Indonesian security forces were investigating unconfirmed reports that a homicide bomber was planning to infiltrate demonstrations during U.S. President George W. Bush's visit to the Muslim nation on Monday, police said.

Bush's whirlwind trip comes amid mounting anger over U.S. Middle East policy and the invasions of Iraq and Afghanistan — seen by many in Indonesia as attacks on their faith.

Islamic hard-liners and students vowed to disrupt the six-hour visit in the hilly town of Bogor, where Bush is scheduled to hold wide-ranging talks with President Susilo Bambang Yudhoyono.

Several thousand marched to the city's main mosque early Monday, some carrying posters showing victims of violence in the Iraq and Palestine as others unfurled a banner calling him a terrorist and war criminal.

Security was tight, with thousands of police and rifle-toting soldiers patrolling the streets near Bogor's presidential palace.

The city's police chief, Sukrawardi Dahlan, said his forces were investigating unconfirmed reports "that man wearing a (homicide) vest would infiltrate the (anti-Bush) protests" on Monday.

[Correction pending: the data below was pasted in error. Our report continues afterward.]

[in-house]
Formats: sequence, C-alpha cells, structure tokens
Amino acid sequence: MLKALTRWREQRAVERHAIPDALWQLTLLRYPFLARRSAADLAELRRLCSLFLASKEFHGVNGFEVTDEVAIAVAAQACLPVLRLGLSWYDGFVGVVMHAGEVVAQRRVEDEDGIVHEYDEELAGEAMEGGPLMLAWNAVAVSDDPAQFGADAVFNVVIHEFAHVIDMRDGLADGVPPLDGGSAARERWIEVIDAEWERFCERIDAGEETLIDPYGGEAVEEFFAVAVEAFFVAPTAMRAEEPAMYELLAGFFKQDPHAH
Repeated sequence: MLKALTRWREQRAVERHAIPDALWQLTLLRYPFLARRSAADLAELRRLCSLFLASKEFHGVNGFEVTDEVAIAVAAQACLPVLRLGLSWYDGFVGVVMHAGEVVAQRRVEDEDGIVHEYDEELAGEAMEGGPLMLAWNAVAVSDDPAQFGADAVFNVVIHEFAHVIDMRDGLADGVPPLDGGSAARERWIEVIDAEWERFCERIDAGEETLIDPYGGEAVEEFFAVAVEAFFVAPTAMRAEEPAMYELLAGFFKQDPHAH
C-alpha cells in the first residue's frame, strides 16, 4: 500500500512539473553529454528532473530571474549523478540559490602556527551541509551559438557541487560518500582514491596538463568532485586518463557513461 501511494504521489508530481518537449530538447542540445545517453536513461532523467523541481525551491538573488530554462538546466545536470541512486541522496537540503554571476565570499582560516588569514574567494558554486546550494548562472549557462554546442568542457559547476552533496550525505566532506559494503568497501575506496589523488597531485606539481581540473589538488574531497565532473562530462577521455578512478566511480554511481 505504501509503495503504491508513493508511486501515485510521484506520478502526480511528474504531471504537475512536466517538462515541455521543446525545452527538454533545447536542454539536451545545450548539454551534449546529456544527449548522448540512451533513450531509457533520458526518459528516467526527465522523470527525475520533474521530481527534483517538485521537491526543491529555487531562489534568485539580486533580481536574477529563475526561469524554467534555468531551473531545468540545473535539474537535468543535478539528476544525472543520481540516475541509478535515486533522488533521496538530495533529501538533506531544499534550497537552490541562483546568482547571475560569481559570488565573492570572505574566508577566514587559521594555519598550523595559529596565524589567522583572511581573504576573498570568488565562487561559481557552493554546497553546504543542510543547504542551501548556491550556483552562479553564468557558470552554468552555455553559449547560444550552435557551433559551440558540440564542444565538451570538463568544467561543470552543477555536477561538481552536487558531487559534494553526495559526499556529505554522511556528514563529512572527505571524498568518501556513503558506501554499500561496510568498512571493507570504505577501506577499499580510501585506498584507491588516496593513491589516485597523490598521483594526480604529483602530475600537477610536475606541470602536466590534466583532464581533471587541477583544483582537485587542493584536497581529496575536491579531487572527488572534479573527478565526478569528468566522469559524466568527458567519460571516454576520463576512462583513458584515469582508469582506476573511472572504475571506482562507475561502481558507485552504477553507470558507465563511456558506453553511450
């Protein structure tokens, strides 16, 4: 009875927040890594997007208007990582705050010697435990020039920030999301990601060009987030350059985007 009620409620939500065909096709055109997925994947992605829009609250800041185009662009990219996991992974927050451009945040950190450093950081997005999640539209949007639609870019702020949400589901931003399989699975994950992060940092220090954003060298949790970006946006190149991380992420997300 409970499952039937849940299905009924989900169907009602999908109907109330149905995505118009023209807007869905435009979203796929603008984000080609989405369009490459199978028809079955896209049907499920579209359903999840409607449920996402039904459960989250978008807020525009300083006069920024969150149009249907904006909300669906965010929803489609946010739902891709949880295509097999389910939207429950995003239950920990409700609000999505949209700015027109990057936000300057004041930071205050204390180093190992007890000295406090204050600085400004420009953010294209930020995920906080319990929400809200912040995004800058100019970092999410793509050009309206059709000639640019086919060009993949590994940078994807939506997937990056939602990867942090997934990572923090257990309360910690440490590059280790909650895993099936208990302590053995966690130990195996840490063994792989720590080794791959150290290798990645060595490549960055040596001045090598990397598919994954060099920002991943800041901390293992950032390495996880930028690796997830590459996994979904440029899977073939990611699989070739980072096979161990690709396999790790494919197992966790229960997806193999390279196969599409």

He was vague about the source of the information, citing only "media reports, local organizations and contacts," and refused to say if intelligence networks had confirmed reports of a plot.

But it was being taken seriously, Dahlan said.

"We're very sensitive about such reports ... because, in fact, we have had suicide bombers in Indonesia wearing jackets or backpacks," he said. "We want to protect the people."

Indonesia is a secular country, and most of its 190 million Muslims practice a moderate form of the faith, but the government is grappling with a rise in extremist thought.

The country has been hit by a string of terrorist attacks blamed on the Al Qaeda-linked militant group Jemaah Islamiyah since 2002, including two in Jakarta and two on the resort island of Bali together killed nearly 240 people.